Title

Early Discontinuation and its Effects on Catheter Associated Urinary Tract Infection

Faculty Mentor(s)

Allison Clapp

Campus

Dahlonega

Proposal Type

Poster

Subject Area

Nursing

Location

Library Third Floor, Open Area

Start Date

2-4-2014 11:00 AM

End Date

2-4-2014 1:00 PM

Description/Abstract

Catheter associated urinary tract infections (CAUTI) are a prevalent issue in hospitals today, and account for a significant number of hospital acquired infections. Early discontinuation has been shown to decrease infection rates drastically; however, ensuring that catheters are removed in a timely manner can be difficult. Several hospitals have implemented reminder systems which prompt nurses or physicians to evaluate the status of the indwelling catheter; this guides them to decide if it is time to remove it, based on certain criteria. The purpose of this project is to determine the overall effectiveness of early discontinuation with reminder systems, on reducing the rate of catheter associated urinary tract infections on patients throughout their hospital stay. Our literature review consisted of randomized controlled trials, quasi-experiments with comparison groups, and numerous pre-test post-test designs. The studies concluded that the implementation of the reminder systems led to greater reduction in the rates of catheter associated urinary tract infections. By using evidenced based practice, nurses are empowered to intervene, allowing for greater patient safety, and a smoother flow of patient care.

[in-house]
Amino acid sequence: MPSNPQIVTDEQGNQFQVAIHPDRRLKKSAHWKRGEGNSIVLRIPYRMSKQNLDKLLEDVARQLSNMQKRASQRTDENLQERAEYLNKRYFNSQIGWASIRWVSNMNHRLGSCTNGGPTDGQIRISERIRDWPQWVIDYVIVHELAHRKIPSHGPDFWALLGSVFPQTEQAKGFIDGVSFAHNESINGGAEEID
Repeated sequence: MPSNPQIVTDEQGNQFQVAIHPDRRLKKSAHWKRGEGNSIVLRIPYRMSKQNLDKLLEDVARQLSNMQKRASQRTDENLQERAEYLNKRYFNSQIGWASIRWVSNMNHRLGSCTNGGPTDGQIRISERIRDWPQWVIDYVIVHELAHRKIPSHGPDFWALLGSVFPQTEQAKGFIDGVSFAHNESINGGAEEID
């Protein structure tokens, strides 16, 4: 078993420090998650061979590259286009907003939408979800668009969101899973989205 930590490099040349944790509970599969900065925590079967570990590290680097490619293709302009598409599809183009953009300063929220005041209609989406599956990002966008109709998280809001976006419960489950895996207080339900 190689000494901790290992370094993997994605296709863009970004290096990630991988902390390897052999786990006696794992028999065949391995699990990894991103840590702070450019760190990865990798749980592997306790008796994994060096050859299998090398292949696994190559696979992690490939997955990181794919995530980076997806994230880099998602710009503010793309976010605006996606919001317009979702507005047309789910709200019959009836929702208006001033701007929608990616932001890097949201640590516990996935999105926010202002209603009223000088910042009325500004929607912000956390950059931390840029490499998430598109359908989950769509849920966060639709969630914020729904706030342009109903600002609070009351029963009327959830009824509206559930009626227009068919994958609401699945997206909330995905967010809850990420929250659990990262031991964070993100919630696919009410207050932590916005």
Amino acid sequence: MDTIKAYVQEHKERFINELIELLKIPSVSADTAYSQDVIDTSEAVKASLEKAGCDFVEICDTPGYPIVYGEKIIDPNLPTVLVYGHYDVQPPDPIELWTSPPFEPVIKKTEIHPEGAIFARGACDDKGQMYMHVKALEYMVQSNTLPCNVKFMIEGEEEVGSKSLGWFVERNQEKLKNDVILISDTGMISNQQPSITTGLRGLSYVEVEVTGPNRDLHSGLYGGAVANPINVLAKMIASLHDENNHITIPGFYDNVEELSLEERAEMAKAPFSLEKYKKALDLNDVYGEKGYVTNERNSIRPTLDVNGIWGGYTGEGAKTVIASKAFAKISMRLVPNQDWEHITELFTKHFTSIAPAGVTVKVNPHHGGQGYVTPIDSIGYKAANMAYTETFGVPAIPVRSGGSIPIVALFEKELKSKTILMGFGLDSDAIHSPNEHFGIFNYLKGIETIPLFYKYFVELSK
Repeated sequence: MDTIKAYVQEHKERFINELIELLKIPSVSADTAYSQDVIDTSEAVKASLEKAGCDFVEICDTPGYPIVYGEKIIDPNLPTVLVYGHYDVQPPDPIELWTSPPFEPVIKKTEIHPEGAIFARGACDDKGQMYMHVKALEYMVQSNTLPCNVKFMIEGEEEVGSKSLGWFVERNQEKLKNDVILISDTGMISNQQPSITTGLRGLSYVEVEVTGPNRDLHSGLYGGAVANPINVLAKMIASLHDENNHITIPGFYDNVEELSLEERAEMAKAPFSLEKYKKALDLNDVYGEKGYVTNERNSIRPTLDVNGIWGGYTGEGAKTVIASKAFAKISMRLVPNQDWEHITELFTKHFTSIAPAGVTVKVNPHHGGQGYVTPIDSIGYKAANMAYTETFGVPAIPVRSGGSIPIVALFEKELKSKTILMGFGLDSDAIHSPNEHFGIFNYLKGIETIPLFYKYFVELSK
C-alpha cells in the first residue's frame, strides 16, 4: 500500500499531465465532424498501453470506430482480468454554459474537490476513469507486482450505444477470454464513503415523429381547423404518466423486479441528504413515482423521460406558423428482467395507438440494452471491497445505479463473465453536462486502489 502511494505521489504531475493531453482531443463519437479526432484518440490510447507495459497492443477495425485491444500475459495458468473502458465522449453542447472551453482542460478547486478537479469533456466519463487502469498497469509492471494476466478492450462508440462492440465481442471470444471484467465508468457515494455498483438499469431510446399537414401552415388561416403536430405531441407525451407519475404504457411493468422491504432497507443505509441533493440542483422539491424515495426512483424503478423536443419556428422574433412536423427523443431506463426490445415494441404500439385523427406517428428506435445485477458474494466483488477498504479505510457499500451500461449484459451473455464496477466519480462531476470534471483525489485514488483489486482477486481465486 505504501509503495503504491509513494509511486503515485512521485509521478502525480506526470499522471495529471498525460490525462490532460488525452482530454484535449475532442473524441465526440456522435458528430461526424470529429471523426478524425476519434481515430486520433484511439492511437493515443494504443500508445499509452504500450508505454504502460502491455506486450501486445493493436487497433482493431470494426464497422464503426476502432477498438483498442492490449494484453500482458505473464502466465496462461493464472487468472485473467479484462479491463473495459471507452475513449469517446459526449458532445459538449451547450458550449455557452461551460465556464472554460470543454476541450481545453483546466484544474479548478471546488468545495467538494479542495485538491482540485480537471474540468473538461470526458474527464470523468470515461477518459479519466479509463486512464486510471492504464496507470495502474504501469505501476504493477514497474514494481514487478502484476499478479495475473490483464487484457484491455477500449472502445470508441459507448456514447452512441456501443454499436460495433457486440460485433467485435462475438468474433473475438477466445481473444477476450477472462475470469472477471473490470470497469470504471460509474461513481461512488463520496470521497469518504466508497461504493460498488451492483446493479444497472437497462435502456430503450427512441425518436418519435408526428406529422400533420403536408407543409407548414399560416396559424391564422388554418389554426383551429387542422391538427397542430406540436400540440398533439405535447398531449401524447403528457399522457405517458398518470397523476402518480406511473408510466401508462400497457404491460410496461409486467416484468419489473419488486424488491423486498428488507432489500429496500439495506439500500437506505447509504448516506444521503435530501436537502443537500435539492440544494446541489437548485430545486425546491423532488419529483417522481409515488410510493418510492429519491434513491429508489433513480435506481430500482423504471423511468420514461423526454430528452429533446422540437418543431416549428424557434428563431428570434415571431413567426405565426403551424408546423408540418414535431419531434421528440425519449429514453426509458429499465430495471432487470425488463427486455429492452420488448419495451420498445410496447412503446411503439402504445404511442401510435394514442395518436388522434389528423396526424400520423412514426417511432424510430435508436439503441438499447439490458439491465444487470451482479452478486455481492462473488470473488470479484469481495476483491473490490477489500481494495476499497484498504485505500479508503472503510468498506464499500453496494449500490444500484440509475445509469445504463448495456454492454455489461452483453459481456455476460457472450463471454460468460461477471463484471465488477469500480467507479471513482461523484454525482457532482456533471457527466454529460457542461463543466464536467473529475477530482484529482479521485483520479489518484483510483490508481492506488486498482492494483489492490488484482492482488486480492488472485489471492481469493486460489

Key words: CAUTI, reminder systems, nurse-led interventions, early discontinuation, hospital acquired infections, infection reduction, catheter removal, etc.

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Apr 2nd, 11:00 AM Apr 2nd, 1:00 PM

Early Discontinuation and its Effects on Catheter Associated Urinary Tract Infection

Library Third Floor, Open Area

Catheter associated urinary tract infections (CAUTI) are a prevalent issue in hospitals today, and account for a significant number of hospital acquired infections. Early discontinuation has been shown to decrease infection rates drastically; however, ensuring that catheters are removed in a timely manner can be difficult. Several hospitals have implemented reminder systems which prompt nurses or physicians to evaluate the status of the indwelling catheter; this guides them to decide if it is time to remove it, based on certain criteria. The purpose of this project is to determine the overall effectiveness of early discontinuation with reminder systems, on reducing the rate of catheter associated urinary tract infections on patients throughout their hospital stay. Our literature review consisted of randomized controlled trials, quasi-experiments with comparison groups, and numerous pre-test post-test designs. The studies concluded that the implementation of the reminder systems led to greater reduction in the rates of catheter associated urinary tract infections. By using evidenced based practice, nurses are empowered to intervene, allowing for greater patient safety, and a smoother flow of patient care.

Key words: CAUTI, reminder systems, nurse-led interventions, early discontinuation, hospital acquired infections, infection reduction, catheter removal, etc.